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The New Strategy in Afghanistan: Will it be a Home Run or Strike Three?

Beck, Jeffrey David (2009) The New Strategy in Afghanistan: Will it be a Home Run or Strike Three? Master's Thesis, University of Pittsburgh. (Unpublished)

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After the terrorist attacks of September 11th the United States invaded Afghanistan and overthrew the Taliban in a quick and decisive war, effectively destroying the terrorist safe haven in the country. However, eight years later the U.S. and members of the international community remain there trying to keep terrorists and extremists from reestablishing their base in Afghanistan. To date we have only reached a fragile stalemate between the insurgency, composed of the Taliban and supported by al Qaeda, and the ISAF and U.S. forces within the country. Many argue we should give up in Afghanistan, believing our problems can be attributed to a poor strategy, a lack of resources, a lack of focus, or simply an unwinnable war. However, we now have a new President, a new commander in Afghanistan, and a new strategy that many have touted as a first step toward victory. This thesis examines the history of the battle for stability in Afghanistan, the history of insurgencies in the country, and other major issues challenging the rebuilding and stability of the failed state. The intent of this thesis is to contribute a further understanding of the conflict and challenges present in Afghanistan and its surrounding region. The effectiveness of the Obama administration's new strategy and direction in Afghanistan is also examined. While the new strategy is a step forward in Afghanistan, it is far from a silver bullet. Any victory still requires a true long-term commitment to the fight for stability in Afghanistan, the proper resources for the security of the Afghan people and an effective effort to eliminate the safe haven that now exists in Pakistan. Significant progress is achievable within the region. However, even if the Obama plan works as outlined true stability and success will not occur unless the U.S. and members of the international community avoid past mistakes.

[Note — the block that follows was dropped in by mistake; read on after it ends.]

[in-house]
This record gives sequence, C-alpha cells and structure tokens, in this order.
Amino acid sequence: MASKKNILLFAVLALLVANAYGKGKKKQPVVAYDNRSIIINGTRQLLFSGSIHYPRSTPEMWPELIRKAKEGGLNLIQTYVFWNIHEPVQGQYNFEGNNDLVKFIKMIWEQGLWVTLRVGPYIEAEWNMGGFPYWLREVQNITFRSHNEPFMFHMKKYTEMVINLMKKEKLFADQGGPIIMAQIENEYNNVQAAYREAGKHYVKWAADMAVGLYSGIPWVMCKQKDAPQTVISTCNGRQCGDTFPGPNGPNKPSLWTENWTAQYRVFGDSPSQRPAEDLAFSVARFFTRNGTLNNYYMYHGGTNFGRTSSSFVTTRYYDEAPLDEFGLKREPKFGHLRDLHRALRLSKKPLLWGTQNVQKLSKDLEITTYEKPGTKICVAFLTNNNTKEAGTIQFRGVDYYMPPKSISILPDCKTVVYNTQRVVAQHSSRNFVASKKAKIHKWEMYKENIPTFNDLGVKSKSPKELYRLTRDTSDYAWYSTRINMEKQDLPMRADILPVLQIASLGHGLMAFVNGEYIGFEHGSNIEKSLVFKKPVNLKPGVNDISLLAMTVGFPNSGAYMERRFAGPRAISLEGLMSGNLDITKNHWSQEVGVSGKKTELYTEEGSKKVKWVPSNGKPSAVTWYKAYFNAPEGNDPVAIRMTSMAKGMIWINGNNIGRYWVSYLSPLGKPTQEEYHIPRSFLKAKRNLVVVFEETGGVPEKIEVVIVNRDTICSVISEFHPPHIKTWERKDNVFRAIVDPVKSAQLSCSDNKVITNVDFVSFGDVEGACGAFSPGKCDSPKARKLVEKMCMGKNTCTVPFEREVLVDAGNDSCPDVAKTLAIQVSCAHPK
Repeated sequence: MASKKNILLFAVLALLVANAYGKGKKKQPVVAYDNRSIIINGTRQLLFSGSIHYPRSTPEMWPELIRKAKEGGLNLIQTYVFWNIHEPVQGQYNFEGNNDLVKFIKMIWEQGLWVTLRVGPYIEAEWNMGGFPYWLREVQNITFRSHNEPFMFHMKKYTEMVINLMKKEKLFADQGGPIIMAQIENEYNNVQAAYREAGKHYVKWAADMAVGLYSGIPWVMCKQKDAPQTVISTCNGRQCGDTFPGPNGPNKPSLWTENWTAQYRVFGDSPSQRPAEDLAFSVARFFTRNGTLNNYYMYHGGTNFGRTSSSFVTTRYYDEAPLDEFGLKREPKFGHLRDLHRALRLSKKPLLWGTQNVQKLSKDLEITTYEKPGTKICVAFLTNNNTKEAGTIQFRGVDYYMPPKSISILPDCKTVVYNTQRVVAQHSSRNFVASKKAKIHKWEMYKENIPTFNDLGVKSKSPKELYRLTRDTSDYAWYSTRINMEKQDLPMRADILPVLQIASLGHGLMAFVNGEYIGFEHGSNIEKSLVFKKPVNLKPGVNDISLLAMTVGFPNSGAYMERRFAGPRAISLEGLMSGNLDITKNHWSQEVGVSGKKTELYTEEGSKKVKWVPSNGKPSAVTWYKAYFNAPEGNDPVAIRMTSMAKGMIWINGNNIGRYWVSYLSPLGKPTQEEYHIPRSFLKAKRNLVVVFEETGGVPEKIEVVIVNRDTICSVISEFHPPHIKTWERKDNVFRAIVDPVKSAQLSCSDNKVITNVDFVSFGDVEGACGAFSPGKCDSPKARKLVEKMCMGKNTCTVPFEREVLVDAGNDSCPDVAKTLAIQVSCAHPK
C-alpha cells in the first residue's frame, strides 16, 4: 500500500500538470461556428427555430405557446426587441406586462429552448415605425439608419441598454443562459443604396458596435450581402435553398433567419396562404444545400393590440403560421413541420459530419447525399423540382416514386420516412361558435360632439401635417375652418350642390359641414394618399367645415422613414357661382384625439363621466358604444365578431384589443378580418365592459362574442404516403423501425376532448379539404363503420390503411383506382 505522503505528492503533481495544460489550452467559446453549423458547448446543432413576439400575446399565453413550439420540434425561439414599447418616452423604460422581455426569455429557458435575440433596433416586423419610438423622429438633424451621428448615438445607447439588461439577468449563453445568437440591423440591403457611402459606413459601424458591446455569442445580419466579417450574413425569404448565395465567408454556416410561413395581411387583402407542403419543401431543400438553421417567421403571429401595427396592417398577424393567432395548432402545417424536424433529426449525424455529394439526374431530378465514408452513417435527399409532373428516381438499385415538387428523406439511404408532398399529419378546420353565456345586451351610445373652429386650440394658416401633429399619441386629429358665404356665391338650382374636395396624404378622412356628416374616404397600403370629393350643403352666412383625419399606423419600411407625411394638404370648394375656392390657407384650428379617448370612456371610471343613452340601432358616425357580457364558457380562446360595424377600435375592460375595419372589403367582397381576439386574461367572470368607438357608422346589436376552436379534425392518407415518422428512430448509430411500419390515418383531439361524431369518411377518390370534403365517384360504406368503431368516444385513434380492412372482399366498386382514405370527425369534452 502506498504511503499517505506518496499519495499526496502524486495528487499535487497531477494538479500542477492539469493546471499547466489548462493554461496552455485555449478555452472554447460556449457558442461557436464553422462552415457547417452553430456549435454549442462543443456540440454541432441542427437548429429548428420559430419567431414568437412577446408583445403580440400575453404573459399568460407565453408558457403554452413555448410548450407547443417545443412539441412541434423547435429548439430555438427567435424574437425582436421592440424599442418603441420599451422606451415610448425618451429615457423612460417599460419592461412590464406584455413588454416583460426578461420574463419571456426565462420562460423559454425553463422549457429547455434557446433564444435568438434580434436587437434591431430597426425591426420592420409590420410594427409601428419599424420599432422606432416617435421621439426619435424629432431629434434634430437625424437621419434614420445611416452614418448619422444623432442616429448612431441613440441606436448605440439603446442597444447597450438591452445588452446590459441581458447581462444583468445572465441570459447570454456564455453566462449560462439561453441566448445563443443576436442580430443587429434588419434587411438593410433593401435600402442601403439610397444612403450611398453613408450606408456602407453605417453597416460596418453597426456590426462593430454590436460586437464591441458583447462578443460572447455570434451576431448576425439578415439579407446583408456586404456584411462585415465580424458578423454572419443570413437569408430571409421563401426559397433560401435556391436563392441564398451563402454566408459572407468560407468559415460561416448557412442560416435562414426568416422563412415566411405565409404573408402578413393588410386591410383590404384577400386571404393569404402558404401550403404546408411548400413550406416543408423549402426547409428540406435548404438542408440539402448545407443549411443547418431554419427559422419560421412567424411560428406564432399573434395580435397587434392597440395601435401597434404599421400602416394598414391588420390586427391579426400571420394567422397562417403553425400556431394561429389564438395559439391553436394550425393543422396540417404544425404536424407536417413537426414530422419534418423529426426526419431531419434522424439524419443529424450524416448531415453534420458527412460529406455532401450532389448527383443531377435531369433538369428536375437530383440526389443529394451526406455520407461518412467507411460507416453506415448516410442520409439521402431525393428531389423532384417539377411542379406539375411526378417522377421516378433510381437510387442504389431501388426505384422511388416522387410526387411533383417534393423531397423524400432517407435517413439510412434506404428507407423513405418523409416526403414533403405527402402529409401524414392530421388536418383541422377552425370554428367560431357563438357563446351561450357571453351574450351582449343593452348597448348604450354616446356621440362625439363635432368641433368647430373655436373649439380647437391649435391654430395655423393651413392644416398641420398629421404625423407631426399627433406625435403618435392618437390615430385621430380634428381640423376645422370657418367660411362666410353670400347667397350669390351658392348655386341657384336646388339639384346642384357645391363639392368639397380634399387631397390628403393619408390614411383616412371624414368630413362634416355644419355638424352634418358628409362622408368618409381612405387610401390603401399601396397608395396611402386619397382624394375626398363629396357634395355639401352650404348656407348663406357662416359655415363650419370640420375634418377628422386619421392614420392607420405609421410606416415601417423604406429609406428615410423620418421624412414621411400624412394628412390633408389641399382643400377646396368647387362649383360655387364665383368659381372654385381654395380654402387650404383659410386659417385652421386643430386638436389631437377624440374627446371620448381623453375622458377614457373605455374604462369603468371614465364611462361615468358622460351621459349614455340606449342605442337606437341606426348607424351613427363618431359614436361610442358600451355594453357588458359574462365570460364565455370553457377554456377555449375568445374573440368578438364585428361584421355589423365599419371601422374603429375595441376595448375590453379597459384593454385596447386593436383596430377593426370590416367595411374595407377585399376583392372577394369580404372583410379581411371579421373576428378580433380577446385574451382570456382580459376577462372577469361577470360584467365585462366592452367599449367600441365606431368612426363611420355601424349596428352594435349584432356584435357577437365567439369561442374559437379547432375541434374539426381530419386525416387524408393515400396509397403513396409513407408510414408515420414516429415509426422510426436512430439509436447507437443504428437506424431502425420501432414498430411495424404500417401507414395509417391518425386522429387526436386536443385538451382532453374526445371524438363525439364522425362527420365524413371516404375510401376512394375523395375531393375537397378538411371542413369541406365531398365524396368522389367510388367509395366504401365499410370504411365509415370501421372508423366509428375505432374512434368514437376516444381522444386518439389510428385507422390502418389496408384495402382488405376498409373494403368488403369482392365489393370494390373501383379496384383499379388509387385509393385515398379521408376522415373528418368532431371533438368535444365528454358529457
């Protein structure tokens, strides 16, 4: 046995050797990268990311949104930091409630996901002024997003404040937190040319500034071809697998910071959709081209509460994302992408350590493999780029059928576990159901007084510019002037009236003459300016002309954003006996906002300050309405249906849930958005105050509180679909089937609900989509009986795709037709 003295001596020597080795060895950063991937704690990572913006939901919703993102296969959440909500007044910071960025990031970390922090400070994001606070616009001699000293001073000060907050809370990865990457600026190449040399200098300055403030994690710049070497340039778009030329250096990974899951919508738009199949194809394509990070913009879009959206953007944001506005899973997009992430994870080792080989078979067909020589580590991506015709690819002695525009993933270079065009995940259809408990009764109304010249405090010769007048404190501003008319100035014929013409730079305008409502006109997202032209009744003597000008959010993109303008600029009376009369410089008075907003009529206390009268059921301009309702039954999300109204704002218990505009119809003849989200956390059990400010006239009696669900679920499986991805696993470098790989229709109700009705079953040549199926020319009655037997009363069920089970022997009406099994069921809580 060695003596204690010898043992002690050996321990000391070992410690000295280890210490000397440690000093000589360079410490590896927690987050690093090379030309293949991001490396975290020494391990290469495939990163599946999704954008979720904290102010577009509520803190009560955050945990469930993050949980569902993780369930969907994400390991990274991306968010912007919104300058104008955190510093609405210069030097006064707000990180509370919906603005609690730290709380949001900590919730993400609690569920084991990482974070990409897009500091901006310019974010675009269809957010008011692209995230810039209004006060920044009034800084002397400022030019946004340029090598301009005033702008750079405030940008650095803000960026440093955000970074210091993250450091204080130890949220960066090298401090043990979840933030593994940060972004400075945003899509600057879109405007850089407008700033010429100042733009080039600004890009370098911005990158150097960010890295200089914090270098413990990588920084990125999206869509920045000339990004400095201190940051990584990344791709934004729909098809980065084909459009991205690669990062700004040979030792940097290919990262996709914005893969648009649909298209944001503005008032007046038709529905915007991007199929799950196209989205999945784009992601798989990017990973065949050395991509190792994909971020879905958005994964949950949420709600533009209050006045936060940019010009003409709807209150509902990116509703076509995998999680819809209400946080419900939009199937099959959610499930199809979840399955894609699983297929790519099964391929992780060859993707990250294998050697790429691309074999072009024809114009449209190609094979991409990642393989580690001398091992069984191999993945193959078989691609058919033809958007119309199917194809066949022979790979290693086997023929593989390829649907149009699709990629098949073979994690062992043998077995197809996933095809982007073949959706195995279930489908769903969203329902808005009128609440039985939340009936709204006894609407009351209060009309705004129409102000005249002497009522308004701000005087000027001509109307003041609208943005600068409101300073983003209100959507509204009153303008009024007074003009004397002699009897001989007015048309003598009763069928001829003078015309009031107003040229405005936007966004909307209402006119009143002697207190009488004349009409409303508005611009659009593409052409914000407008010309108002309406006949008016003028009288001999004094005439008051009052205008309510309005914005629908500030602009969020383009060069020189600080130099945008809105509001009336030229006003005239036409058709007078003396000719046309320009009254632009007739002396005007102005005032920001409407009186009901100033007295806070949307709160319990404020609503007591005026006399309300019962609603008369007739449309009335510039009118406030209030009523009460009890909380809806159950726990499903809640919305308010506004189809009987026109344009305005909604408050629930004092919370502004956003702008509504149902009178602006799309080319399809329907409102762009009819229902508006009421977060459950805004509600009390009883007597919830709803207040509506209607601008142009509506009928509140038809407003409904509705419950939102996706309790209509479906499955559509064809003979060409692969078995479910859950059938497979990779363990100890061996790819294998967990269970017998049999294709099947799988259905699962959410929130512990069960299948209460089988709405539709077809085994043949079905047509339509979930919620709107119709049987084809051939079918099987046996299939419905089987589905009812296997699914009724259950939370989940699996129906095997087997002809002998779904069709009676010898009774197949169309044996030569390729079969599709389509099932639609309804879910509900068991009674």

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Item Type: University of Pittsburgh ETD
Status: Unpublished
CreatorsEmailPitt UsernameORCID
Beck, Jeffrey
ETD Committee:
TitleMemberEmail AddressPitt UsernameORCID
Committee ChairKeller, Williambkeller@pitt.eduBKELLER
Committee CoChairGoldstein, Donaldgoldy@pitt.eduGOLDY
Committee MemberMorgan,
Date: 1 October 2009
Date Type: Completion
Defense Date: 19 August 2009
Approval Date: 1 October 2009
Submission Date: 18 August 2009
Access Restriction: No restriction; Release the ETD for access worldwide immediately.
Institution: University of Pittsburgh
Schools and Programs: Graduate School of Public and International Affairs > Public and International Affairs
Degree: MPIA - Master of Public and International Affairs
Thesis Type: Master's Thesis
Refereed: Yes
Uncontrolled Keywords: Afghanistan; al Qaeda; Counter-Insurgency; FATA; NWFP; Pakistan; Poppy Trafficking; State-Building; Taliban; Terrorism
Other ID:, etd-08182009-231640
Date Deposited: 10 Nov 2011 20:00
Last Modified: 15 Nov 2016 13:49


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